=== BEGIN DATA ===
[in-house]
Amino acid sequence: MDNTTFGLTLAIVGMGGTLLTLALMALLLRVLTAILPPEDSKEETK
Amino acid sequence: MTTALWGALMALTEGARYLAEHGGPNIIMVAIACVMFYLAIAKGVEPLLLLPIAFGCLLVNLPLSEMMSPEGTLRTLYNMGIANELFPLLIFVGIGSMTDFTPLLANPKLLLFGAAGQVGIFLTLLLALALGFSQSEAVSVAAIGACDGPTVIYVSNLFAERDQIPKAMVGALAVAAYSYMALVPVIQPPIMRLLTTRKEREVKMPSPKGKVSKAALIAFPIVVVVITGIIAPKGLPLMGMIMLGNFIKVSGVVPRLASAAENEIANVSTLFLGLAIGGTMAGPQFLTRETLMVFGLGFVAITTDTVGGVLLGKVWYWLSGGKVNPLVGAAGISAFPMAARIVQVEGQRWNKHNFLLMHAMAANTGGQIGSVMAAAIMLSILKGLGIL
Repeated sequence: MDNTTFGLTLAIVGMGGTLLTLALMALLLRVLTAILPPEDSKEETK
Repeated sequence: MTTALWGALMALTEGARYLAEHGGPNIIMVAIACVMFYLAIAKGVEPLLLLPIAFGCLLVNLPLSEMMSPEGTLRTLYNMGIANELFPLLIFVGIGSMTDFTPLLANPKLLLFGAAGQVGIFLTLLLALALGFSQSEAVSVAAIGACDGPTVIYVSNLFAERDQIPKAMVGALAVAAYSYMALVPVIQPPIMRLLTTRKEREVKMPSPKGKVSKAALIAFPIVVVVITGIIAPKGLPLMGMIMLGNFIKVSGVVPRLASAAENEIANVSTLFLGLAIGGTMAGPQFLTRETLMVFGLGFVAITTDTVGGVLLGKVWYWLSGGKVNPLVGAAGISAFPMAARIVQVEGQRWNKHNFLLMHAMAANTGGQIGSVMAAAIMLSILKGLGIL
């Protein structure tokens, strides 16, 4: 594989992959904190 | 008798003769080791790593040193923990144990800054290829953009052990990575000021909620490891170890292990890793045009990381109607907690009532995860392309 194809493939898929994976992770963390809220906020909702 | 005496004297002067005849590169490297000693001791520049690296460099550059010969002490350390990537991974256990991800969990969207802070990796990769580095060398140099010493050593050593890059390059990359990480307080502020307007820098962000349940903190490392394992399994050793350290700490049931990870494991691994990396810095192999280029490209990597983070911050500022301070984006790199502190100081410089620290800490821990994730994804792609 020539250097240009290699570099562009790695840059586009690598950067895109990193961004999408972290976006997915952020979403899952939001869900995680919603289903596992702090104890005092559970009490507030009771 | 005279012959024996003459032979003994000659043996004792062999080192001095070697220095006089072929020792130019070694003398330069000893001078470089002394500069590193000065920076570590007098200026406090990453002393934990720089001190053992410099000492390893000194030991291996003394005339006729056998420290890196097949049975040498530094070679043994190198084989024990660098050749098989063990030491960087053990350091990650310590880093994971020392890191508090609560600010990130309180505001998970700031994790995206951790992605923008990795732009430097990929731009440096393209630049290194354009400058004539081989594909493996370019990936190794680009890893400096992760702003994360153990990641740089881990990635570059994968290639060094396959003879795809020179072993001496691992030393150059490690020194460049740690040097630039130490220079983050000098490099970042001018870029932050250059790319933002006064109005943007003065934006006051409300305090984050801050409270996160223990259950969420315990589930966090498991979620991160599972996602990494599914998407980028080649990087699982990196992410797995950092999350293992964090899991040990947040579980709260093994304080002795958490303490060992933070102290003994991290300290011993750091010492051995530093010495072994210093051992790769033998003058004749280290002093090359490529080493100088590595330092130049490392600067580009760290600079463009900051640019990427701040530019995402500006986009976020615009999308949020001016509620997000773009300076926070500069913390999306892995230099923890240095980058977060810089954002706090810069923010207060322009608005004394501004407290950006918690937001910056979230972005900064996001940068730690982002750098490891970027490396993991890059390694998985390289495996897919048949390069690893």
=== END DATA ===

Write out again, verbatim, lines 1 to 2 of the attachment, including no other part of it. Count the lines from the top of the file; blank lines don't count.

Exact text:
[in-house]
Amino acid sequence: MDNTTFGLTLAIVGMGGTLLTLALMALLLRVLTAILPPEDSKEETK